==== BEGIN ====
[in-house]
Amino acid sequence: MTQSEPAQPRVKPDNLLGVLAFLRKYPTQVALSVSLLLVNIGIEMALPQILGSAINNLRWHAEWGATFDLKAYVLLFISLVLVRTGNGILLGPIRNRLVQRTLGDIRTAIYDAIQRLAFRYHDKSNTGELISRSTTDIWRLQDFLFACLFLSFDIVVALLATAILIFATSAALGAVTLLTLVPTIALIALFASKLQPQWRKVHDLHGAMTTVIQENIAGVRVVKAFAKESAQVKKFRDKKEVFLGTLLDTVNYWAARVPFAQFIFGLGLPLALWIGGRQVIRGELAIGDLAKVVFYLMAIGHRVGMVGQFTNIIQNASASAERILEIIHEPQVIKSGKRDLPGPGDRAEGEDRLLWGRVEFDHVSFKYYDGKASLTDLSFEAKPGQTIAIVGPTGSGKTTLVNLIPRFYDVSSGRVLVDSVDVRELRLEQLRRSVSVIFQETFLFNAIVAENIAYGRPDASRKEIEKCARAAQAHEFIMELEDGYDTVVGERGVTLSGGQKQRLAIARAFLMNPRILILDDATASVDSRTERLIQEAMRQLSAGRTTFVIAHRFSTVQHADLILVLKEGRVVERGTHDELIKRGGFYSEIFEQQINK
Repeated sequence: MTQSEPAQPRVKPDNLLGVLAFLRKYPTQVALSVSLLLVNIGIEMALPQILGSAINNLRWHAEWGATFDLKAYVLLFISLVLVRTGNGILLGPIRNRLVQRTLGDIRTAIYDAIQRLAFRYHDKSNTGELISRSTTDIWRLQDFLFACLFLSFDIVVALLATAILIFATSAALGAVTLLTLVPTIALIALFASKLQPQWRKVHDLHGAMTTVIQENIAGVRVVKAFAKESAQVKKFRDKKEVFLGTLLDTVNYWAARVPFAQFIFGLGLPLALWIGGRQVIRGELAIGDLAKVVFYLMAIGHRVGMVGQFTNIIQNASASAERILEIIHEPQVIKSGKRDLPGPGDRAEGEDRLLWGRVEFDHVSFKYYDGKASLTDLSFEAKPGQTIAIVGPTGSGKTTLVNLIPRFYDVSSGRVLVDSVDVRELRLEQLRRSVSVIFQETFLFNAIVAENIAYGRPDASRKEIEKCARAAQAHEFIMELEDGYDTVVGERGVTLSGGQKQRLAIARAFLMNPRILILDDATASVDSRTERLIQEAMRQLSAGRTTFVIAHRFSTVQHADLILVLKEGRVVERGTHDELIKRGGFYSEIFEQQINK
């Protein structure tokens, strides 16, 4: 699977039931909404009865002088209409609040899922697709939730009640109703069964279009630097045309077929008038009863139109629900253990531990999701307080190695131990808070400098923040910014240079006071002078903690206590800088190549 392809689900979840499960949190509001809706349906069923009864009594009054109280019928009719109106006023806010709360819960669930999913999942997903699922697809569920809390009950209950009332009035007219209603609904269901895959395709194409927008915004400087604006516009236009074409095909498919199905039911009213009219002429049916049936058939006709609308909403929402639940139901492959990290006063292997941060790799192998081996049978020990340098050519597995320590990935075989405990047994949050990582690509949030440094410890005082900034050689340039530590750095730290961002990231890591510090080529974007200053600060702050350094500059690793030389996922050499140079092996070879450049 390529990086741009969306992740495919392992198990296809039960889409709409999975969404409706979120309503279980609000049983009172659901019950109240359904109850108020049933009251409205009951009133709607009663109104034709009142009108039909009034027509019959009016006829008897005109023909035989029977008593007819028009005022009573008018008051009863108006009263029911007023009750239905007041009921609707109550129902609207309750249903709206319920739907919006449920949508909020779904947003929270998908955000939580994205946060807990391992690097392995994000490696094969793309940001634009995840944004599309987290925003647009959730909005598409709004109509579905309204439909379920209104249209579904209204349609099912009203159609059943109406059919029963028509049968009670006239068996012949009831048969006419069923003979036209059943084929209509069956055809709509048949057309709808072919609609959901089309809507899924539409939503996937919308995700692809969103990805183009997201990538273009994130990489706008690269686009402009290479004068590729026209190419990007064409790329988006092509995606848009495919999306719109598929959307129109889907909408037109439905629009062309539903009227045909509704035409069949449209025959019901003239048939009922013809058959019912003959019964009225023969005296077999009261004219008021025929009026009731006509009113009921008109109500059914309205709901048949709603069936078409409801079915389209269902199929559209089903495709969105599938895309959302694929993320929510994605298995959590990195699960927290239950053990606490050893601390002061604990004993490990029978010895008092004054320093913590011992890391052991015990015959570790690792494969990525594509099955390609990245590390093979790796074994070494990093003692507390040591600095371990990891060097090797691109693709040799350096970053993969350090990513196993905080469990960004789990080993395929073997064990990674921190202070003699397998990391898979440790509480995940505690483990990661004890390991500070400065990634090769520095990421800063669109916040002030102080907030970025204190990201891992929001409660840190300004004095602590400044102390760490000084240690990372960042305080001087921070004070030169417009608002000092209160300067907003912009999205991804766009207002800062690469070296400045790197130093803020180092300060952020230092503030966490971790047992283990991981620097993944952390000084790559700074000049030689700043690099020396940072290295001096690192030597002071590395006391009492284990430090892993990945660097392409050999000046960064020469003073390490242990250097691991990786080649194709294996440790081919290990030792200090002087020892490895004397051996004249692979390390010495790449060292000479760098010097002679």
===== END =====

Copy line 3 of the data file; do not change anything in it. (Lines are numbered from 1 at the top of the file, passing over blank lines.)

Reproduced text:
Repeated sequence: MTQSEPAQPRVKPDNLLGVLAFLRKYPTQVALSVSLLLVNIGIEMALPQILGSAINNLRWHAEWGATFDLKAYVLLFISLVLVRTGNGILLGPIRNRLVQRTLGDIRTAIYDAIQRLAFRYHDKSNTGELISRSTTDIWRLQDFLFACLFLSFDIVVALLATAILIFATSAALGAVTLLTLVPTIALIALFASKLQPQWRKVHDLHGAMTTVIQENIAGVRVVKAFAKESAQVKKFRDKKEVFLGTLLDTVNYWAARVPFAQFIFGLGLPLALWIGGRQVIRGELAIGDLAKVVFYLMAIGHRVGMVGQFTNIIQNASASAERILEIIHEPQVIKSGKRDLPGPGDRAEGEDRLLWGRVEFDHVSFKYYDGKASLTDLSFEAKPGQTIAIVGPTGSGKTTLVNLIPRFYDVSSGRVLVDSVDVRELRLEQLRRSVSVIFQETFLFNAIVAENIAYGRPDASRKEIEKCARAAQAHEFIMELEDGYDTVVGERGVTLSGGQKQRLAIARAFLMNPRILILDDATASVDSRTERLIQEAMRQLSAGRTTFVIAHRFSTVQHADLILVLKEGRVVERGTHDELIKRGGFYSEIFEQQINK